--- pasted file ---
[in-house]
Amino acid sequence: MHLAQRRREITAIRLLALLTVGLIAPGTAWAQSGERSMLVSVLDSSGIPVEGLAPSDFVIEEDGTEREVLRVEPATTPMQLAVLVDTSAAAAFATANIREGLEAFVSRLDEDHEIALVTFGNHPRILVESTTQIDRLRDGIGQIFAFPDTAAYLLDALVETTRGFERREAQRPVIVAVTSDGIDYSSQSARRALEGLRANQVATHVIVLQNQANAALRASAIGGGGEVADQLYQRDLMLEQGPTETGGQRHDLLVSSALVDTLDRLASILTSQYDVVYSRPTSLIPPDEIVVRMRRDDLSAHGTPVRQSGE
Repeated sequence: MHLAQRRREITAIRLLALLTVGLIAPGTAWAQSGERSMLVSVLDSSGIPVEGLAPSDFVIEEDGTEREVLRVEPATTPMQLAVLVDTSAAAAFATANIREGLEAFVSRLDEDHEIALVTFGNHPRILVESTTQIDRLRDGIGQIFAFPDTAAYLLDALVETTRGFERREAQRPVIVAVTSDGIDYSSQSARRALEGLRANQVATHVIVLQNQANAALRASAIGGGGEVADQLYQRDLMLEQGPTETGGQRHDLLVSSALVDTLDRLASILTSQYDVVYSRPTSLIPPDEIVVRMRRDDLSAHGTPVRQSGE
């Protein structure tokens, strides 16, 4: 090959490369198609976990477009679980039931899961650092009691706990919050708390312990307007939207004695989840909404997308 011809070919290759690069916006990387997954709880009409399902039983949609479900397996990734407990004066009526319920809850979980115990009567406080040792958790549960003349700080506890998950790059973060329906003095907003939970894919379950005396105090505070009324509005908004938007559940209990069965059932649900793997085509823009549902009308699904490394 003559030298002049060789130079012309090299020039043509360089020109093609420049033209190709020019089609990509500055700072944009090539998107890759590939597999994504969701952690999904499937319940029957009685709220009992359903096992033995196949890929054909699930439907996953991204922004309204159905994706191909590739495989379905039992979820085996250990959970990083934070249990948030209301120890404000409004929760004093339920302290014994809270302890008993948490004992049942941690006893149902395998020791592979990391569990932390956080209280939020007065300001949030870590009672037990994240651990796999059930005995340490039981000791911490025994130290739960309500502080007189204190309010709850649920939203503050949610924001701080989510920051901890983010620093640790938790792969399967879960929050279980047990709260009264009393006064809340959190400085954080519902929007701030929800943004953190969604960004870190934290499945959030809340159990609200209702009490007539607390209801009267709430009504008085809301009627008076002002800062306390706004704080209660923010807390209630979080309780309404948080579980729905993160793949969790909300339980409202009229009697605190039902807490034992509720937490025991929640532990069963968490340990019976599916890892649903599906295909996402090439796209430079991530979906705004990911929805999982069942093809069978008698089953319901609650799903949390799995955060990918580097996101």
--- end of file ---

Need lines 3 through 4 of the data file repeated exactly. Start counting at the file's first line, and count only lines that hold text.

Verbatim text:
Repeated sequence: MHLAQRRREITAIRLLALLTVGLIAPGTAWAQSGERSMLVSVLDSSGIPVEGLAPSDFVIEEDGTEREVLRVEPATTPMQLAVLVDTSAAAAFATANIREGLEAFVSRLDEDHEIALVTFGNHPRILVESTTQIDRLRDGIGQIFAFPDTAAYLLDALVETTRGFERREAQRPVIVAVTSDGIDYSSQSARRALEGLRANQVATHVIVLQNQANAALRASAIGGGGEVADQLYQRDLMLEQGPTETGGQRHDLLVSSALVDTLDRLASILTSQYDVVYSRPTSLIPPDEIVVRMRRDDLSAHGTPVRQSGE
């Protein structure tokens, strides 16, 4: 090959490369198609976990477009679980039931899961650092009691706990919050708390312990307007939207004695989840909404997308 011809070919290759690069916006990387997954709880009409399902039983949609479900397996990734407990004066009526319920809850979980115990009567406080040792958790549960003349700080506890998950790059973060329906003095907003939970894919379950005396105090505070009324509005908004938007559940209990069965059932649900793997085509823009549902009308699904490394 003559030298002049060789130079012309090299020039043509360089020109093609420049033209190709020019089609990509500055700072944009090539998107890759590939597999994504969701952690999904499937319940029957009685709220009992359903096992033995196949890929054909699930439907996953991204922004309204159905994706191909590739495989379905039992979820085996250990959970990083934070249990948030209301120890404000409004929760004093339920302290014994809270302890008993948490004992049942941690006893149902395998020791592979990391569990932390956080209280939020007065300001949030870590009672037990994240651990796999059930005995340490039981000791911490025994130290739960309500502080007189204190309010709850649920939203503050949610924001701080989510920051901890983010620093640790938790792969399967879960929050279980047990709260009264009393006064809340959190400085954080519902929007701030929800943004953190969604960004870190934290499945959030809340159990609200209702009490007539607390209801009267709430009504008085809301009627008076002002800062306390706004704080209660923010807390209630979080309780309404948080579980729905993160793949969790909300339980409202009229009697605190039902807490034992509720937490025991929640532990069963968490340990019976599916890892649903599906295909996402090439796209430079991530979906705004990911929805999982069942093809069978008698089953319901609650799903949390799995955060990918580097996101």